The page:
Letter: Choosing to die

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Sir: Whilst Jeremy Laurance is right in his assertion that support for euthanasia declines with advancing age ("Choosing not to go gently", 30 March), this decline, in polls conducted by both NOP and British Social Attitudes, is small. Even then there is a very substantial majority of older people in support.

Jeremy Laurance declares that he is not against euthanasia, but seemingly only if it is not called as such and is carried out at the doctor's discretion. As long as the doctor says he did not intend to kill the patient all is well. Apart from the hypocrisy required of the doctor, often this is an act of paternalism (non-voluntary euthanasia). I believe it is vitally important that the patient is the decision-maker.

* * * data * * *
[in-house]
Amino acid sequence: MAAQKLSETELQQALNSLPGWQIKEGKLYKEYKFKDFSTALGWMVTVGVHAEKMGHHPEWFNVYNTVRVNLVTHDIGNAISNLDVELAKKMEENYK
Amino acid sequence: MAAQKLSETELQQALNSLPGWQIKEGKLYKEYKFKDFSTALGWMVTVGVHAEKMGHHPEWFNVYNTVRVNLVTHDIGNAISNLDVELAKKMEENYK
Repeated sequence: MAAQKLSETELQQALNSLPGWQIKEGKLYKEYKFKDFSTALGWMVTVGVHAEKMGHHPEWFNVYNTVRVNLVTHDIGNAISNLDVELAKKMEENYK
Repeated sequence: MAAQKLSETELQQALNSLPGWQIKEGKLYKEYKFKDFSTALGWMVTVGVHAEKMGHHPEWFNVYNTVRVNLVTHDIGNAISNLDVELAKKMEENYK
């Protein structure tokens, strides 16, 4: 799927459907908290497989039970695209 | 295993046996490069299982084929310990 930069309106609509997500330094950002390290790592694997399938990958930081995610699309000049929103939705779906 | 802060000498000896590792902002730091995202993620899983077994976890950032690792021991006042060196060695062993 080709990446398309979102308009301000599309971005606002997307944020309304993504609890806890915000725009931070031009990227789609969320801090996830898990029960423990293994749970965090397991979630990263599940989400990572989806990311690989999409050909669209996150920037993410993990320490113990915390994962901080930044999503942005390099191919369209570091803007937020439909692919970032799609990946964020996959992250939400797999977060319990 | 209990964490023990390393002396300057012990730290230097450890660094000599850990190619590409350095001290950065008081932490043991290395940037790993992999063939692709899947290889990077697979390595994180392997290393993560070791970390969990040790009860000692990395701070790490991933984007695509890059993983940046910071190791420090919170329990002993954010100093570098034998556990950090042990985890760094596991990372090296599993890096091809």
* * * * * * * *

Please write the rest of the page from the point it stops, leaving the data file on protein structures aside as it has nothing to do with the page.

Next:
Whilst I recognise that many people would wish to cling to life even in the face of extreme suffering, some do not. Why shouldn't we have the choice? The assurance that we do not have to face suffering and indignity at the end of life would be a great comfort to us all and would be, I suggest, very life-enhancing.


General Secretary

The Voluntary Euthanasia Society

London W8